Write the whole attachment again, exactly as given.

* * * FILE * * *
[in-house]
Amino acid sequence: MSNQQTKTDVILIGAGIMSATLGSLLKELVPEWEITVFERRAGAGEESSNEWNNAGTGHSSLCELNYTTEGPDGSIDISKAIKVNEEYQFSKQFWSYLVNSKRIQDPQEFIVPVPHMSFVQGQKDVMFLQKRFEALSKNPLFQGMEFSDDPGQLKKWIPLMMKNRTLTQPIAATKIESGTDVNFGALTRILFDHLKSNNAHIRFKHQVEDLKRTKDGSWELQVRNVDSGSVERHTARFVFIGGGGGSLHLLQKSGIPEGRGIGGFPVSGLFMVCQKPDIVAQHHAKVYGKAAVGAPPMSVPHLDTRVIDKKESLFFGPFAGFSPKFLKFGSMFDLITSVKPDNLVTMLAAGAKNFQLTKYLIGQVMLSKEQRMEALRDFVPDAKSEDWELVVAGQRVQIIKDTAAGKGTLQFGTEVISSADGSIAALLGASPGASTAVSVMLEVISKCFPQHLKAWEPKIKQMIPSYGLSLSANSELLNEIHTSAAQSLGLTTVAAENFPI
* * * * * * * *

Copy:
[in-house]
Amino acid sequence: MSNQQTKTDVILIGAGIMSATLGSLLKELVPEWEITVFERRAGAGEESSNEWNNAGTGHSSLCELNYTTEGPDGSIDISKAIKVNEEYQFSKQFWSYLVNSKRIQDPQEFIVPVPHMSFVQGQKDVMFLQKRFEALSKNPLFQGMEFSDDPGQLKKWIPLMMKNRTLTQPIAATKIESGTDVNFGALTRILFDHLKSNNAHIRFKHQVEDLKRTKDGSWELQVRNVDSGSVERHTARFVFIGGGGGSLHLLQKSGIPEGRGIGGFPVSGLFMVCQKPDIVAQHHAKVYGKAAVGAPPMSVPHLDTRVIDKKESLFFGPFAGFSPKFLKFGSMFDLITSVKPDNLVTMLAAGAKNFQLTKYLIGQVMLSKEQRMEALRDFVPDAKSEDWELVVAGQRVQIIKDTAAGKGTLQFGTEVISSADGSIAALLGASPGASTAVSVMLEVISKCFPQHLKAWEPKIKQMIPSYGLSLSANSELLNEIHTSAAQSLGLTTVAAENFPI